Although #3 is in dead last considering the excitement factor, it is still pretty sweet and also the most useful to you, so that’s what I’ll write about tonight.

Last week, I opened my students’ partially finished assignments through Google Classroom to give them feedback. The next day, when I opened those same assignments to check on their progress, I noticed this:

See new changes blue

And in a couple seconds it changed to this:

See new changes grey

I was intrigued so I clicked. There I found something similar to the See Revision History option that is in the File menu. The new changes that the student had made since I last viewed the document were clearly marked. All of the new words were denoted by green text, and green lines struck through what had been deleted. There were options to see the full history and a counter of how many edits had been made. This saved me a lot of time, because I could focus in on exactly what was different from the last time I’d evaluated their work. It also made me feel like I had superhuman memory. Some academics are worried about the long term effects of humans using computers like external memory banks, but there’s no way I could have memorized all the assignments like this.

changes history

Knowing that this feature is a part of my toolbox makes me more likely to spend time giving feedback on partially finished work because I know I can pick up where I left off in an instant.  This will benefit my students and enhance the learning process for them. I hope that you will be able to use this feature to be a better teacher for your students too.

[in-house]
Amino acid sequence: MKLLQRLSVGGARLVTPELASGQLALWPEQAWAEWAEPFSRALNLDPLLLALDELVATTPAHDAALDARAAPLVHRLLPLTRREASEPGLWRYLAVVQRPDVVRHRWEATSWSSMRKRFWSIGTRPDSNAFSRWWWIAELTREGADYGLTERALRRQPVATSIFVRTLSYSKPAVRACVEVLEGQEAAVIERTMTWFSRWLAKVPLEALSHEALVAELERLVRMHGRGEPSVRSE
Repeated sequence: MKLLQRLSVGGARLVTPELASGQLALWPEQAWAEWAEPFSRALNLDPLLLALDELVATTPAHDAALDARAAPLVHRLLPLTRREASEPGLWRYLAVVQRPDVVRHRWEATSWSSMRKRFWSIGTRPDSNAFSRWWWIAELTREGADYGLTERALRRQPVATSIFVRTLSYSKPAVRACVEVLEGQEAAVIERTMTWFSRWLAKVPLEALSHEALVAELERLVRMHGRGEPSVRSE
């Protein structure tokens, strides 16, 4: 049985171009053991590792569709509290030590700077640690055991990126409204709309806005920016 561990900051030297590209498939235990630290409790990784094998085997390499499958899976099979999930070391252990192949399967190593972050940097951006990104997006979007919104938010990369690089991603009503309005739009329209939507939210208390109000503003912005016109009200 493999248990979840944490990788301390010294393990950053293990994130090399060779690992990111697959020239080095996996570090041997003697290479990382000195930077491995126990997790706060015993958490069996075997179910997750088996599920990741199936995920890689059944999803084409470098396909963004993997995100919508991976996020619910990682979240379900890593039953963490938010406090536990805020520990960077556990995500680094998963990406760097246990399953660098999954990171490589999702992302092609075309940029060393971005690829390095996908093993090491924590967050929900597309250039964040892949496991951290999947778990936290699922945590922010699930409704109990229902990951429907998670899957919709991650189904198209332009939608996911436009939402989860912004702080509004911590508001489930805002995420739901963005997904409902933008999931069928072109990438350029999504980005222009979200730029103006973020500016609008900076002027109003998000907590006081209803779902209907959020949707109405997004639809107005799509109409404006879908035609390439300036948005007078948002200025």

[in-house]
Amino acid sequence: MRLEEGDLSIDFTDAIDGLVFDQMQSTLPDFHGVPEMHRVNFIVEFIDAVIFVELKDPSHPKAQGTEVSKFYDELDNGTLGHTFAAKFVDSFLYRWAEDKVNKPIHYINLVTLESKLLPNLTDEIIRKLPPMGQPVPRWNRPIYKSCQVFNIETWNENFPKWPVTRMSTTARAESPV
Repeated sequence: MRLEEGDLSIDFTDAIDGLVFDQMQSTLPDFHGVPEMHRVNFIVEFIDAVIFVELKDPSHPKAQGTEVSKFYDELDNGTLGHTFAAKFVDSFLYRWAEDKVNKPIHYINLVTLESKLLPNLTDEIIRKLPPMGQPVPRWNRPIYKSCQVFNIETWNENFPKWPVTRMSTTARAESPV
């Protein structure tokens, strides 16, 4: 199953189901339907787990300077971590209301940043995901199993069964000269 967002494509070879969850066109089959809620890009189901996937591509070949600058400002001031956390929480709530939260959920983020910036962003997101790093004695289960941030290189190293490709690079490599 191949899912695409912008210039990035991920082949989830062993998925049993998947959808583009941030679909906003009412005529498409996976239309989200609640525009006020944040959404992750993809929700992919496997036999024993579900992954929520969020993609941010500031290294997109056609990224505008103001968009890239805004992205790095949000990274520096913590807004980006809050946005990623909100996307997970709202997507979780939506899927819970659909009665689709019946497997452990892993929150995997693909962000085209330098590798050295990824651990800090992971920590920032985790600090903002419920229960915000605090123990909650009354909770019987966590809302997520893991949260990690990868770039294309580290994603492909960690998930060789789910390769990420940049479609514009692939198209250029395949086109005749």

And I very sincerely hope this week is as good for you as last week was for me.

Beast Mode Think-Pair-Share with Google Drawings

How often does every student in your class get to see and hear about every other student’s response to what they’ve learned? Sometimes? Rarely? Never?! With Google Drawings and Google Slides, achieving this beast mode version of Think Pair Share is simple.

The basic steps are:

  1. Let the learning happen
  2. Ss (students) combine images, shapes and text to create a graphic representation of what they learned, using Google Drawing
  3. Ss publish their work to the web
  4. Ss add a slide to the class slideshow, using Google Slides
  5. Ss insert the graphic
  6. Ss add their name and what they want to say in the notes section of the slide
  7. You project the final product, a slideshow constructed by the class, and invite each student to talk about their work.

There are tons of benefits for individual students. First, creating a mini infographic requires students to really engage with the content by selecting an important idea and finding a way to show that visually. For the presentation, since they plan and type out what they want to stay to the class, they can practice and feel less nervous about the moment they are asked to share about their slide. Because there is a giant visual being projected, it’s not an all-eyes-on-me situation, which is nerve-wracking for most students. It’s just an all-ears-on-me thing. (That is super awkward to picture literally. Imagine ears attracted to a person like magnets to a fridge. Ugh, sorry.) Knowing everyone is listening, while admiring their work, leaves a student feeling empowered and important. Give students a choice on how much the focus will be on them, by allowing them to stay in their seat and talk or get up in front of the room to speak. Either way, they will make a contribution to the class as a whole.